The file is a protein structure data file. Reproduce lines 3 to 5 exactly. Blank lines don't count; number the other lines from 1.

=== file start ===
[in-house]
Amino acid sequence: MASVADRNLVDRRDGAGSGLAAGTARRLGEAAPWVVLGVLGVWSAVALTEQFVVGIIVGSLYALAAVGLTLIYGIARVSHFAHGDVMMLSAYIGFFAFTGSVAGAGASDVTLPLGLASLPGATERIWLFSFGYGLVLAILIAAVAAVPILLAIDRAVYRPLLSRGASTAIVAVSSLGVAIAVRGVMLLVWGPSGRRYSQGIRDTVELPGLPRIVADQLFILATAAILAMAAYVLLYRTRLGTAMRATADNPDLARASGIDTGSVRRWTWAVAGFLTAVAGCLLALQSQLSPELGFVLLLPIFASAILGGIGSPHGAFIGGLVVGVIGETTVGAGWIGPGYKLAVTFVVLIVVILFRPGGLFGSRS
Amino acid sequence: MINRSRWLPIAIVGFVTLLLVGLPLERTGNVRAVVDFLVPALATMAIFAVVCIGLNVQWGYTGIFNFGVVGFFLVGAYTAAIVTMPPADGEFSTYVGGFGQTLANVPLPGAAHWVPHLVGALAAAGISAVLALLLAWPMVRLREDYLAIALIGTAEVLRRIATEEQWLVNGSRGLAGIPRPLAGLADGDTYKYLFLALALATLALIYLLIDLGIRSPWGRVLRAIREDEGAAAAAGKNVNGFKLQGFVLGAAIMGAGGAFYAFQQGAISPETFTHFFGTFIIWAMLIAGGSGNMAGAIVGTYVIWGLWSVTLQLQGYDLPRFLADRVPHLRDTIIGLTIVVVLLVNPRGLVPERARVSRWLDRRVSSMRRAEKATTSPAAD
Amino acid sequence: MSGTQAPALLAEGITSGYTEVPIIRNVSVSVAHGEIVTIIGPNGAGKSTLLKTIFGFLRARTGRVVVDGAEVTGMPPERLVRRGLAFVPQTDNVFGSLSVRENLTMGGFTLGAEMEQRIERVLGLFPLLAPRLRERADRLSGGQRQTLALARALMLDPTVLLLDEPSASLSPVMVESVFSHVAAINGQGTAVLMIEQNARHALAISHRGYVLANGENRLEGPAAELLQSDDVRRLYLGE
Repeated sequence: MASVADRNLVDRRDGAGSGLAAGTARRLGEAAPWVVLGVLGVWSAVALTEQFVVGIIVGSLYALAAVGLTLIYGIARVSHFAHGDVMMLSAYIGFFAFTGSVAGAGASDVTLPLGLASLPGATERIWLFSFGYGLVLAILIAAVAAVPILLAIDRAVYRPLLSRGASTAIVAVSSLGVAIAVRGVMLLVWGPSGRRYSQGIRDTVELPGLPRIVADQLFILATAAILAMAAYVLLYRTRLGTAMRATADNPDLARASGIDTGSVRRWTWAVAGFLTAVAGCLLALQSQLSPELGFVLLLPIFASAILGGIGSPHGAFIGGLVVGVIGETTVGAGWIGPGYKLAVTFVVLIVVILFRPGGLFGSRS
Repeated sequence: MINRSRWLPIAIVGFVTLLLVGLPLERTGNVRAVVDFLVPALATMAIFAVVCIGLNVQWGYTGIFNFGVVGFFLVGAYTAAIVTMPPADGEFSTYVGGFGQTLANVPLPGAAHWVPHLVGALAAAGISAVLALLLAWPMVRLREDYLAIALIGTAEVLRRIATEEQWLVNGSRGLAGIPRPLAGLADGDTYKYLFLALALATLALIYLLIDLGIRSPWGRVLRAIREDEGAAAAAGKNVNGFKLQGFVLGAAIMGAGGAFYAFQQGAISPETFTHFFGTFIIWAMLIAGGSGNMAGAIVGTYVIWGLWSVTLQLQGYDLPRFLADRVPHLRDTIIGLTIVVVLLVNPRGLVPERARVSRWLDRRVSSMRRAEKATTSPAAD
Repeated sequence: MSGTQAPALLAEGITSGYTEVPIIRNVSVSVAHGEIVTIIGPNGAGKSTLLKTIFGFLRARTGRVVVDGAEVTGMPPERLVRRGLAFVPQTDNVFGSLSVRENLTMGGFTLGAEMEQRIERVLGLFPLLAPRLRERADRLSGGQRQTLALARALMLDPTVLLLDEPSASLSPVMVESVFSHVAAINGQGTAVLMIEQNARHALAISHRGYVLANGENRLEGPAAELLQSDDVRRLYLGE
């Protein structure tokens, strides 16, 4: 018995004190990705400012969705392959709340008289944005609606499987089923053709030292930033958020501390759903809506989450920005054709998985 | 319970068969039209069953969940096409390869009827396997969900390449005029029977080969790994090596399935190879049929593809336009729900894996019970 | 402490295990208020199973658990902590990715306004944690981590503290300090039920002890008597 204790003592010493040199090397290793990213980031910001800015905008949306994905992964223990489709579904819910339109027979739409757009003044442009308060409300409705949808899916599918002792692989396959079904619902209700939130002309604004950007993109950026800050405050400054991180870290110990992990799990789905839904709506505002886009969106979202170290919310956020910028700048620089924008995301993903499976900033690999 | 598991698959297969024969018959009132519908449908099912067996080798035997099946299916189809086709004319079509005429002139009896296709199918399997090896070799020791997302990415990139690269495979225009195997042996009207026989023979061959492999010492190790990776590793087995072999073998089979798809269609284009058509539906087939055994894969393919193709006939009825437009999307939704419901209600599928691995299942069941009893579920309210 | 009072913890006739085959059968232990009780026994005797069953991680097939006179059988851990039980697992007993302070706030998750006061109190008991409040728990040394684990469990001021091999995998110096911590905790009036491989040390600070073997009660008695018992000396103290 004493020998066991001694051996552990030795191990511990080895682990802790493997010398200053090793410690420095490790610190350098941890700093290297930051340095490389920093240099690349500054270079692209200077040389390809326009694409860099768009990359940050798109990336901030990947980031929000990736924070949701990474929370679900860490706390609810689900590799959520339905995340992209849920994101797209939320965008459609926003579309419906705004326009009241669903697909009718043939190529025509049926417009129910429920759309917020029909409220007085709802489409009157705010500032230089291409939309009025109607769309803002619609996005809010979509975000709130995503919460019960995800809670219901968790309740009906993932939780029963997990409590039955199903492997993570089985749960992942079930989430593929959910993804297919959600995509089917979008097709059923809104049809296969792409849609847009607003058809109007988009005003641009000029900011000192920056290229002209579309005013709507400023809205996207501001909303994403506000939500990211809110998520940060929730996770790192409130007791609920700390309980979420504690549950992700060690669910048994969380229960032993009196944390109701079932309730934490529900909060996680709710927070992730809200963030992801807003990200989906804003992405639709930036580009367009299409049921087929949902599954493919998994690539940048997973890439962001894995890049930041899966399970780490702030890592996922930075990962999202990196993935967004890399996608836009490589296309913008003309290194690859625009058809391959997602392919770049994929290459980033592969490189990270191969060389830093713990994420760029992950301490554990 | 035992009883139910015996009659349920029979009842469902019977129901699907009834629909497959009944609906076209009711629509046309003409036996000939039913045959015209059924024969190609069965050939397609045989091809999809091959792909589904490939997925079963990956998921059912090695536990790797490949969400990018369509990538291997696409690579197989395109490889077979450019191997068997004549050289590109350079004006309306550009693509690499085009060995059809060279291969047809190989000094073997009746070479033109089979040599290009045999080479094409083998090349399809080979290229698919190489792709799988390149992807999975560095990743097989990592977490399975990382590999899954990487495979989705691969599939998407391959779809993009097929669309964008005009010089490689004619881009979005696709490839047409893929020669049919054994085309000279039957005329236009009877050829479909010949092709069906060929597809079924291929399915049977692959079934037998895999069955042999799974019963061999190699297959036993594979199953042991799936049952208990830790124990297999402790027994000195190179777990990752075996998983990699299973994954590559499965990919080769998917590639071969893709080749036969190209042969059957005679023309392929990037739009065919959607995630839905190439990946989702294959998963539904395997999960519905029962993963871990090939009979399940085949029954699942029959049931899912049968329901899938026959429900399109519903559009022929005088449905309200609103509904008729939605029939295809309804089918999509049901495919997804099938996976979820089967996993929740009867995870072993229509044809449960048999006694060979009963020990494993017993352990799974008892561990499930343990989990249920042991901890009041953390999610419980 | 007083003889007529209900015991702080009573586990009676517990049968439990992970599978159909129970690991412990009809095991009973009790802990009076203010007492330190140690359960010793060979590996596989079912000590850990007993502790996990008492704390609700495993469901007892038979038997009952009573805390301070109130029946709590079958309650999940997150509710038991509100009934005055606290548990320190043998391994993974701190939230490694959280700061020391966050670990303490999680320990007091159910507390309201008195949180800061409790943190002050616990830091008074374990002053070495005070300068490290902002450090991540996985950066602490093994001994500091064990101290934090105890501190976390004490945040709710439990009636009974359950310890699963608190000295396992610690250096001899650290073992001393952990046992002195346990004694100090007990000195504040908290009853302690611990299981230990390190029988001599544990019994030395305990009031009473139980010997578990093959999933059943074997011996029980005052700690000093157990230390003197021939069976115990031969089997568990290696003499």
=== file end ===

Amino acid sequence: MINRSRWLPIAIVGFVTLLLVGLPLERTGNVRAVVDFLVPALATMAIFAVVCIGLNVQWGYTGIFNFGVVGFFLVGAYTAAIVTMPPADGEFSTYVGGFGQTLANVPLPGAAHWVPHLVGALAAAGISAVLALLLAWPMVRLREDYLAIALIGTAEVLRRIATEEQWLVNGSRGLAGIPRPLAGLADGDTYKYLFLALALATLALIYLLIDLGIRSPWGRVLRAIREDEGAAAAAGKNVNGFKLQGFVLGAAIMGAGGAFYAFQQGAISPETFTHFFGTFIIWAMLIAGGSGNMAGAIVGTYVIWGLWSVTLQLQGYDLPRFLADRVPHLRDTIIGLTIVVVLLVNPRGLVPERARVSRWLDRRVSSMRRAEKATTSPAAD
Amino acid sequence: MSGTQAPALLAEGITSGYTEVPIIRNVSVSVAHGEIVTIIGPNGAGKSTLLKTIFGFLRARTGRVVVDGAEVTGMPPERLVRRGLAFVPQTDNVFGSLSVRENLTMGGFTLGAEMEQRIERVLGLFPLLAPRLRERADRLSGGQRQTLALARALMLDPTVLLLDEPSASLSPVMVESVFSHVAAINGQGTAVLMIEQNARHALAISHRGYVLANGENRLEGPAAELLQSDDVRRLYLGE
Repeated sequence: MASVADRNLVDRRDGAGSGLAAGTARRLGEAAPWVVLGVLGVWSAVALTEQFVVGIIVGSLYALAAVGLTLIYGIARVSHFAHGDVMMLSAYIGFFAFTGSVAGAGASDVTLPLGLASLPGATERIWLFSFGYGLVLAILIAAVAAVPILLAIDRAVYRPLLSRGASTAIVAVSSLGVAIAVRGVMLLVWGPSGRRYSQGIRDTVELPGLPRIVADQLFILATAAILAMAAYVLLYRTRLGTAMRATADNPDLARASGIDTGSVRRWTWAVAGFLTAVAGCLLALQSQLSPELGFVLLLPIFASAILGGIGSPHGAFIGGLVVGVIGETTVGAGWIGPGYKLAVTFVVLIVVILFRPGGLFGSRS